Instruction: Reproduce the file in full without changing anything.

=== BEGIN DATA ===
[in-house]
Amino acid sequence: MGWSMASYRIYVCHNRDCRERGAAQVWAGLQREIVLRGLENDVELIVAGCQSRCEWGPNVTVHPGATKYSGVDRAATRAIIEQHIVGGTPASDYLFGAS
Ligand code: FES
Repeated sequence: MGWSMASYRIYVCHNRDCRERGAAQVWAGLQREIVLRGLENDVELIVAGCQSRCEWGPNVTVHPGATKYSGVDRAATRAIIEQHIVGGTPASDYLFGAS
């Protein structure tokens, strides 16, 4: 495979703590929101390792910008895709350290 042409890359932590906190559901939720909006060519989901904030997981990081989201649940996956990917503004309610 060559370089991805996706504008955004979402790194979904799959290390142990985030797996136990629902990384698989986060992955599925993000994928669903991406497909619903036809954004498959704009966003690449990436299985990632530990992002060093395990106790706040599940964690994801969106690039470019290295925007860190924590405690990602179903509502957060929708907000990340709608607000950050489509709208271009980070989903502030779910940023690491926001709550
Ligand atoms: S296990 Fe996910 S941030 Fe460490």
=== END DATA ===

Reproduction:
[in-house]
Amino acid sequence: MGWSMASYRIYVCHNRDCRERGAAQVWAGLQREIVLRGLENDVELIVAGCQSRCEWGPNVTVHPGATKYSGVDRAATRAIIEQHIVGGTPASDYLFGAS
Ligand code: FES
Repeated sequence: MGWSMASYRIYVCHNRDCRERGAAQVWAGLQREIVLRGLENDVELIVAGCQSRCEWGPNVTVHPGATKYSGVDRAATRAIIEQHIVGGTPASDYLFGAS
């Protein structure tokens, strides 16, 4: 495979703590929101390792910008895709350290 042409890359932590906190559901939720909006060519989901904030997981990081989201649940996956990917503004309610 060559370089991805996706504008955004979402790194979904799959290390142990985030797996136990629902990384698989986060992955599925993000994928669903991406497909619903036809954004498959704009966003690449990436299985990632530990992002060093395990106790706040599940964690994801969106690039470019290295925007860190924590405690990602179903509502957060929708907000990340709608607000950050489509709208271009980070989903502030779910940023690491926001709550
Ligand atoms: S296990 Fe996910 S941030 Fe460490």